Showering American Absent From Court

ONE of the American citizens charged with murdering a young man in Windhoek four years ago failed to appear in court as required yesterday – because he was taking his time with his morning shower and grooming routine.

Marcus Kevin Thomas’ absence from the dock in the Windhoek High Court did not please Judge Christie Liebenberg, who is presiding over the trial of Thomas (29) and a co-accused, fellow American Kevan Donnell Townsend (28). Judge Liebenberg was informed by deputy prosecutor general Antonia Verhoef that according to police officers who had to transport the two men from prison to the court, Thomas was taking his time having a shower and shaving, with the result that he was left at the prison when his co-accused was escorted to court.

Judge Liebenberg reminded the officers that a court order authorising the police to use minimum force to bring Thomas to court remained in effect and could be used to secure his presence in court as required.

The judge ordered that Thomas and Townsend must again appear in court on 22 January.

The order allowing the police to use the necessary force to secure Thomas’ presence in court was made in November last year, after Thomas remained absent from court for five days following an unsuccessful attempt to escape from Windhoek Correctional Facility.

Thomas was injured during the attempted escape when he got entangled on a razor wire fence at the prison, after he had managed to break out of the cell where he was kept. The escape attempt took place during the early morning hours of 3 November, which was the day that his and Townsend’s trial was supposed to begin.

The two men pleaded not guilty to all charges in connection with the killing of the 25-year-old Andre Peter Heckmair in Windhoek on 7 January 2011 when their trial finally got off to a delayed start nearly two months ago.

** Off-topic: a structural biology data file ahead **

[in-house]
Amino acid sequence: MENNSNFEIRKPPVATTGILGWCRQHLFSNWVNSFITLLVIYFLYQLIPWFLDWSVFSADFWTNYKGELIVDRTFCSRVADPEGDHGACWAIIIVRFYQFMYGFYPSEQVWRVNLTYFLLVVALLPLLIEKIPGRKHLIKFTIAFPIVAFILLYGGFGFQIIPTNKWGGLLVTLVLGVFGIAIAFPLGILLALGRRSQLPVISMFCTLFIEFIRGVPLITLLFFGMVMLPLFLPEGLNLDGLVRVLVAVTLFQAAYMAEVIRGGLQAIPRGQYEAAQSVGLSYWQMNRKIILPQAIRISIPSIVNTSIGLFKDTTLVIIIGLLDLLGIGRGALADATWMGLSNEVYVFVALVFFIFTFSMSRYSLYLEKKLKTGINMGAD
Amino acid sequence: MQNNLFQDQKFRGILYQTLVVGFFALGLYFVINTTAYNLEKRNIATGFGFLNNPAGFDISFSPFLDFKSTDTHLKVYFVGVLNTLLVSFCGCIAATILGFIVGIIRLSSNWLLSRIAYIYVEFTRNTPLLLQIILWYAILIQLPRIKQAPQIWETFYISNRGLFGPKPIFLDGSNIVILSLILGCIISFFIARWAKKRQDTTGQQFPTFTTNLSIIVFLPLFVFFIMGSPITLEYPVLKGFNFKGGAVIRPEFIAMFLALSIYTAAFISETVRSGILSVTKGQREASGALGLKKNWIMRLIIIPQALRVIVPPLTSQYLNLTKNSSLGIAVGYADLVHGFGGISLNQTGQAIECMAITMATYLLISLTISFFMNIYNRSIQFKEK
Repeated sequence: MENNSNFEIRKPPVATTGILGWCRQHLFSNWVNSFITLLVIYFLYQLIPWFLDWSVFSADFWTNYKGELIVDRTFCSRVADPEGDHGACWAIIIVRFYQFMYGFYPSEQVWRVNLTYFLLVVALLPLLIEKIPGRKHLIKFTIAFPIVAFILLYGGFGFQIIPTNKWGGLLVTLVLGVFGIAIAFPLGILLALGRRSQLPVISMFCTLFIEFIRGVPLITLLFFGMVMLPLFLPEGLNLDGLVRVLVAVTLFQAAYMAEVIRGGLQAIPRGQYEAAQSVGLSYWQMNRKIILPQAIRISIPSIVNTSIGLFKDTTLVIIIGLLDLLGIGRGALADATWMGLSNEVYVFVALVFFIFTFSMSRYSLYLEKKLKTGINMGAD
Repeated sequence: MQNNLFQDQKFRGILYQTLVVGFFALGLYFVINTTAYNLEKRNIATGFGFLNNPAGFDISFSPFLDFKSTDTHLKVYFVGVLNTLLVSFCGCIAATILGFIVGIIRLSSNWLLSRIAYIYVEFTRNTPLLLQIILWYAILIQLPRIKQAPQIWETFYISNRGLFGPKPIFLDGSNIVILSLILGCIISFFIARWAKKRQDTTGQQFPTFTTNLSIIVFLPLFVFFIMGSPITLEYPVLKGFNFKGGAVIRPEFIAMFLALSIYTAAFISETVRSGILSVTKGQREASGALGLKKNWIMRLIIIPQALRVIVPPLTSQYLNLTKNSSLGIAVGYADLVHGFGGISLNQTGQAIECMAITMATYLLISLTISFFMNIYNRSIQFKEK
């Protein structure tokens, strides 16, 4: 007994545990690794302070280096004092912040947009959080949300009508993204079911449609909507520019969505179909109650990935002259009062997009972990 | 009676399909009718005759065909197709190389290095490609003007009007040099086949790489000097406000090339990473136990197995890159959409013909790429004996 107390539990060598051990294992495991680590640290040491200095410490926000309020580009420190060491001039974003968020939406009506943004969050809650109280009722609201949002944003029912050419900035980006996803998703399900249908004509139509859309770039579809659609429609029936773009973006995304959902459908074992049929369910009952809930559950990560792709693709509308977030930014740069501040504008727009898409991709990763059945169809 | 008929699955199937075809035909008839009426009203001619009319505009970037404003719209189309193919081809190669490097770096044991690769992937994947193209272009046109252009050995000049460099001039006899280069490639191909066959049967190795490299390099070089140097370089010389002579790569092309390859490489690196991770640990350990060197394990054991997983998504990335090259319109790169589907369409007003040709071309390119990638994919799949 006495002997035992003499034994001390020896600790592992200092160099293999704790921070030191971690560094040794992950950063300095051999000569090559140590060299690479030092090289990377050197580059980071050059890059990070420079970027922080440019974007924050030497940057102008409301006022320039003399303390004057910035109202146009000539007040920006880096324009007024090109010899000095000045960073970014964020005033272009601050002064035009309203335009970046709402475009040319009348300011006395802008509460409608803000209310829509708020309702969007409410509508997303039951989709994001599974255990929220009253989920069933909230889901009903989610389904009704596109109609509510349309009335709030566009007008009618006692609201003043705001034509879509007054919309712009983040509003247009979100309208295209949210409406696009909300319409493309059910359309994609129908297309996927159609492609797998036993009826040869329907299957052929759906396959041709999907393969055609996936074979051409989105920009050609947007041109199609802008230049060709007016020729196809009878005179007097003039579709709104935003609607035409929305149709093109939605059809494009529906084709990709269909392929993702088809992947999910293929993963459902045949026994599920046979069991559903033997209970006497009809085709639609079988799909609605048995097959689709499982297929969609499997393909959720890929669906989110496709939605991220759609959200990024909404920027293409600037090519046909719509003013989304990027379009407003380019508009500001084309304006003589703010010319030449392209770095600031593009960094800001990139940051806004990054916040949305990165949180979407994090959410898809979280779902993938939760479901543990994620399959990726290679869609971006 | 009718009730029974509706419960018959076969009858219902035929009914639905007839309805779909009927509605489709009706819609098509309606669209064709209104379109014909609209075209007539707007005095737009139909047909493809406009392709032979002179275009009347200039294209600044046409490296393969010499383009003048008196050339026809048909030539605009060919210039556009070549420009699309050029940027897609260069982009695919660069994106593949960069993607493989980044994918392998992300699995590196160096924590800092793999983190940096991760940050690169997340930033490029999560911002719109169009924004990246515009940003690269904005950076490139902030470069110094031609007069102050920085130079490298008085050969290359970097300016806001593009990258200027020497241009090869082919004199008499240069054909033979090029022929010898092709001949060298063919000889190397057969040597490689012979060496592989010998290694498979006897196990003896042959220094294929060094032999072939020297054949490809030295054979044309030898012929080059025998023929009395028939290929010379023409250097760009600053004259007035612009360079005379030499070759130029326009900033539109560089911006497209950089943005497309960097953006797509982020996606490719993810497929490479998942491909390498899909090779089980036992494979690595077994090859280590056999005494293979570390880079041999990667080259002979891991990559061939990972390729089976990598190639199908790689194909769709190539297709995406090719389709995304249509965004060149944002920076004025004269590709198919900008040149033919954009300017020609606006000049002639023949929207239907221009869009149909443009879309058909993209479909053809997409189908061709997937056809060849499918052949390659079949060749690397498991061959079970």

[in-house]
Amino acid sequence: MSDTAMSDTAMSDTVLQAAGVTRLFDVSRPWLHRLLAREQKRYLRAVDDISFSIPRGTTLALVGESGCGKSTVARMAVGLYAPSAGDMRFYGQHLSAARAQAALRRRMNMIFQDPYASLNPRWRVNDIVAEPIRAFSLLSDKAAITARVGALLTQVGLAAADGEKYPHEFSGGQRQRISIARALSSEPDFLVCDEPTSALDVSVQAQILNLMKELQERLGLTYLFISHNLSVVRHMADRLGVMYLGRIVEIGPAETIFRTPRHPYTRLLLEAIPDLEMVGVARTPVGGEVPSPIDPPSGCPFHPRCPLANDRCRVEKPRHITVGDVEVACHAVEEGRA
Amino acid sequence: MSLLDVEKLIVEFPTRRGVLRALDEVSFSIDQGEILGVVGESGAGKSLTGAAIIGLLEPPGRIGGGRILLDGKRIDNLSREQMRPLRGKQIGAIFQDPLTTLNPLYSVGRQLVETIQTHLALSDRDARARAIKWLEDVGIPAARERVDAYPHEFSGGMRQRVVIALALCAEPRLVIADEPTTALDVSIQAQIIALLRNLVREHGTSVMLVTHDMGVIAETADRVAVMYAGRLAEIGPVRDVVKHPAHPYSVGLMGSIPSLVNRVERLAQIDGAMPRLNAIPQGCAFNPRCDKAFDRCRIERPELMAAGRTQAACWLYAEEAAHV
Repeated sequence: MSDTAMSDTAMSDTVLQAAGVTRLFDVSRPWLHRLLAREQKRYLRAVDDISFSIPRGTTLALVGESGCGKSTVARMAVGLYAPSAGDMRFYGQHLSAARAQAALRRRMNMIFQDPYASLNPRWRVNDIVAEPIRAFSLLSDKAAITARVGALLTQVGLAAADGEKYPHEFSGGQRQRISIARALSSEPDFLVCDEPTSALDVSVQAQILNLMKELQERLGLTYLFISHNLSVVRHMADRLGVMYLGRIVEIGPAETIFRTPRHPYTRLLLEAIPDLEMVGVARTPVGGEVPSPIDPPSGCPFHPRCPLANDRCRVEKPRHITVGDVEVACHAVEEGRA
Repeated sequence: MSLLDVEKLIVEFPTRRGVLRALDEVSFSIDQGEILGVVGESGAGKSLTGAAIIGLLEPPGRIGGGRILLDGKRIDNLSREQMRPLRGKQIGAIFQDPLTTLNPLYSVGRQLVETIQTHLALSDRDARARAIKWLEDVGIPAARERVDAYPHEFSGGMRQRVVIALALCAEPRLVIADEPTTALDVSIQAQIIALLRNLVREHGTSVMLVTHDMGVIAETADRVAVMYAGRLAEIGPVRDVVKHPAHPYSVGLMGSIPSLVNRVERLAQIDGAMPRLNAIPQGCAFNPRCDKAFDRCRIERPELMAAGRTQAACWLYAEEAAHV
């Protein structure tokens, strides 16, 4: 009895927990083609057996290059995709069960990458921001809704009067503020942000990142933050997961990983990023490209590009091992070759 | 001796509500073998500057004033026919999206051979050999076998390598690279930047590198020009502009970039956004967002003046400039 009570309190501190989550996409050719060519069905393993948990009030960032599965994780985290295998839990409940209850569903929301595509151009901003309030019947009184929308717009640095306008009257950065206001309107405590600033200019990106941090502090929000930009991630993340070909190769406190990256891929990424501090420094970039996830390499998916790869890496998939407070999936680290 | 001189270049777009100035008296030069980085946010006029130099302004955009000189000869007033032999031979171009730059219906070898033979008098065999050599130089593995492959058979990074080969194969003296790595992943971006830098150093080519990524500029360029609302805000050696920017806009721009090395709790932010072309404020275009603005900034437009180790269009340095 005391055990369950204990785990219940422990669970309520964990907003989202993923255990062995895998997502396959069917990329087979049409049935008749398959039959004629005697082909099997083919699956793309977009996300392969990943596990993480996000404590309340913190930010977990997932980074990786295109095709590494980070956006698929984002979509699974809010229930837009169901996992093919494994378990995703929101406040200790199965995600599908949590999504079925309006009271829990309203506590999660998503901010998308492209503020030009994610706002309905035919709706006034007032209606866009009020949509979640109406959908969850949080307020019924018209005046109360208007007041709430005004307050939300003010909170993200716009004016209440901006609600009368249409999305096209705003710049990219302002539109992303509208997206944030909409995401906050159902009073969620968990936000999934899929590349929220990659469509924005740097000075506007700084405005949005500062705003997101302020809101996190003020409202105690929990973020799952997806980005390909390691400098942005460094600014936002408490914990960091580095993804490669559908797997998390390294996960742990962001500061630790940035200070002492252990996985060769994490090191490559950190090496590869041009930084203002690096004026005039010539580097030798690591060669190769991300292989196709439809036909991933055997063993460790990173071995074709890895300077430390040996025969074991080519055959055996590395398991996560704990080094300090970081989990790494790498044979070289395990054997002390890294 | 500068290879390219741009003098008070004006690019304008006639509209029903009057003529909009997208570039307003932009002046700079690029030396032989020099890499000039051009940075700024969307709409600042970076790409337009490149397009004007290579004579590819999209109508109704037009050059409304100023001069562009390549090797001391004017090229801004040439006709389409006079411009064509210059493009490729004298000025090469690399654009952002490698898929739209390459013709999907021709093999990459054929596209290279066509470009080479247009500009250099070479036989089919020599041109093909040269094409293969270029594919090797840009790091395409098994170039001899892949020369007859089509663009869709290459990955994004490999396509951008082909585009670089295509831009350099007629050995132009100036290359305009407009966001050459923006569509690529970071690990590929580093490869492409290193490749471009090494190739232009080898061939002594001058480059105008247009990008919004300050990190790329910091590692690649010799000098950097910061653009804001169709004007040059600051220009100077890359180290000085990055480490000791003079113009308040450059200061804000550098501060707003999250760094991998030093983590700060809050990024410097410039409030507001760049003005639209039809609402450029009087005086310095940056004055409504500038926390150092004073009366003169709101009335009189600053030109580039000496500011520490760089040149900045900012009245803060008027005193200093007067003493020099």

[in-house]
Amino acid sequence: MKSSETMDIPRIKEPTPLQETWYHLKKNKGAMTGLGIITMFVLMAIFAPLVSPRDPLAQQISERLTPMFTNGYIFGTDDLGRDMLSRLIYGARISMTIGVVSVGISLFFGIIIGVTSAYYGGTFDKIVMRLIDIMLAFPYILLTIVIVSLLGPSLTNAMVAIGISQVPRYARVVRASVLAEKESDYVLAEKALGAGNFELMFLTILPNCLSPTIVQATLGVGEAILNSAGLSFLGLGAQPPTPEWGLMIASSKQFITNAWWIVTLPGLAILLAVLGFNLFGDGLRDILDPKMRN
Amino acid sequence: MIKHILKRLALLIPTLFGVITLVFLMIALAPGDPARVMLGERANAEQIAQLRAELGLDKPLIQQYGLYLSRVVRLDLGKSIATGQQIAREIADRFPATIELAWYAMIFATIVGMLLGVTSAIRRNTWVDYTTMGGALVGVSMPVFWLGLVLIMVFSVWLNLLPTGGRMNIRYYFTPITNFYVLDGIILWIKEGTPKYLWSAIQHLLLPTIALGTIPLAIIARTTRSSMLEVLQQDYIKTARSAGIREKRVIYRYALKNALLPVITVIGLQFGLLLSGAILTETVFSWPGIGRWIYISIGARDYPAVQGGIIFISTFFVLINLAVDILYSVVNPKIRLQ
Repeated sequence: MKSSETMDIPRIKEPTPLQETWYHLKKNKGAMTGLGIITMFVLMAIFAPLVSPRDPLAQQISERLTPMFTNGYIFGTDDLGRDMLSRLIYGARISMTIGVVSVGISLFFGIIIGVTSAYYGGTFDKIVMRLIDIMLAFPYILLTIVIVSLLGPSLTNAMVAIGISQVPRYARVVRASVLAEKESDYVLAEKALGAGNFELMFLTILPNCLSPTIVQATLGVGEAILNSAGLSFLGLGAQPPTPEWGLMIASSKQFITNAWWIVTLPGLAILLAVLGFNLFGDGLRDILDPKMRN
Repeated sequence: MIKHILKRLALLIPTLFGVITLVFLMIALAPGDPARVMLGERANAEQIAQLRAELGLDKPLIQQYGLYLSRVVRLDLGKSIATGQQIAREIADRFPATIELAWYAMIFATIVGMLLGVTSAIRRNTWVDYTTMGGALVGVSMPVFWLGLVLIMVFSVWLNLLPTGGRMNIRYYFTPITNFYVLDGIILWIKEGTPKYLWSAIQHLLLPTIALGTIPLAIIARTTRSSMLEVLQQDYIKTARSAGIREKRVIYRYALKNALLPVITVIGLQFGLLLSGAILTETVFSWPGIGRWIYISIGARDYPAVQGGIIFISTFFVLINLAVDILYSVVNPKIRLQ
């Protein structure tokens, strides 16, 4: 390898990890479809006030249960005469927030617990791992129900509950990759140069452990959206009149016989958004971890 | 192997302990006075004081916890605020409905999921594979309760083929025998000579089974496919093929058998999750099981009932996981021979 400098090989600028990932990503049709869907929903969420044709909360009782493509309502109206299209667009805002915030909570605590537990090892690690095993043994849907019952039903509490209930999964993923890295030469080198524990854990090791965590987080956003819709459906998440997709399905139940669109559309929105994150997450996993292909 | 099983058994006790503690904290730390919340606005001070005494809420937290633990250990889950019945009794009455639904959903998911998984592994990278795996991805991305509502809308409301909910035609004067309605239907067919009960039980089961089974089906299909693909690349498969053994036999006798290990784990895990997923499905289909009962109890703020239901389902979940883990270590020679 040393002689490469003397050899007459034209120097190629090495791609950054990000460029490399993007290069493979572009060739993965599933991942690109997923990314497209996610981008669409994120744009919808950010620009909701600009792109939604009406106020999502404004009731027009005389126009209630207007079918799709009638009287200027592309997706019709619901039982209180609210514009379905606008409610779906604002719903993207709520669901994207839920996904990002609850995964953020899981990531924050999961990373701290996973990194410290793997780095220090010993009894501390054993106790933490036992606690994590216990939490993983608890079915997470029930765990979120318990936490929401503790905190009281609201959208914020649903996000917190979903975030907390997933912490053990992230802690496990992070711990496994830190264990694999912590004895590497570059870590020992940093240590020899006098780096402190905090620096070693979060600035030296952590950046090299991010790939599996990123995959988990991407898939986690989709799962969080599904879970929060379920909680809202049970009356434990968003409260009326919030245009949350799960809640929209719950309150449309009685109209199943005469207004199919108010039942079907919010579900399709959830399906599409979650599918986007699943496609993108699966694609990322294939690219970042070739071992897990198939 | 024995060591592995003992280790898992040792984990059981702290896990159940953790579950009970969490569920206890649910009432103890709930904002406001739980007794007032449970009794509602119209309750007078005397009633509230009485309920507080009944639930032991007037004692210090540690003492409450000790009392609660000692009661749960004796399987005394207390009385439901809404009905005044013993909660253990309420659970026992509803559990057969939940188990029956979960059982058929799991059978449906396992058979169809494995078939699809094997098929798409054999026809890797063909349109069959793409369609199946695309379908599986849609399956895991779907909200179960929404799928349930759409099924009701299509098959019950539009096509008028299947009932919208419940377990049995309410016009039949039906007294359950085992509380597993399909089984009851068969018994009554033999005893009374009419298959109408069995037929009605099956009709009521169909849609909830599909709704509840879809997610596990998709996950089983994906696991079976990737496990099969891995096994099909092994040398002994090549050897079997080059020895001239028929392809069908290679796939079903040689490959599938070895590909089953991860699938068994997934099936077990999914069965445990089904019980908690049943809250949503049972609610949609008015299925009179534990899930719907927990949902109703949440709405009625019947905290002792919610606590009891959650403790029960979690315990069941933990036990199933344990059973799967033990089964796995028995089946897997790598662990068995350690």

Heckmair was killed when he was shot in the head in a cul-de-sac in Klein Windhoek, where the two accused men had allegedly lured him to.

Thomas and Townsend are on trial on charges of murder, robbery with aggravating circumstances, importation of firearm barrels into Namibia without a permit, possession of a firearm and ammunition without a licence, and defeating or obstructing the course of justice, or attempting to do so.

Their trial came to a quick halt again, though, when Thomas’ defence lawyer told Judge Liebenberg that he had doubts about his client’s mental condition after Thomas indicated to him that he wanted to plead guilty to the charges on which he had denied guilt five days earlier.

Defence lawyer Werner van Rensburg withdrew from the case after he had asked the judge to order that Thomas’ mental health should be investigated by a psychiatrist to determine if he is mentally fit to stand his trial.

With the next scheduled court appearance of the two accused Judge Liebenberg should be informed if Thomas’ period of psychiatric observation has begun yet.

Thomas and Townsend have been in custody since being arrested at a guest house in Windhoek on 7 January 2011. Their trial is at this stage due to continue from 20 July to 7 August.

Defence lawyers Milton Engelbrecht and Monty Karuaihe represented Townsend and Thomas respectively in court yesterday.

Source : The Namibian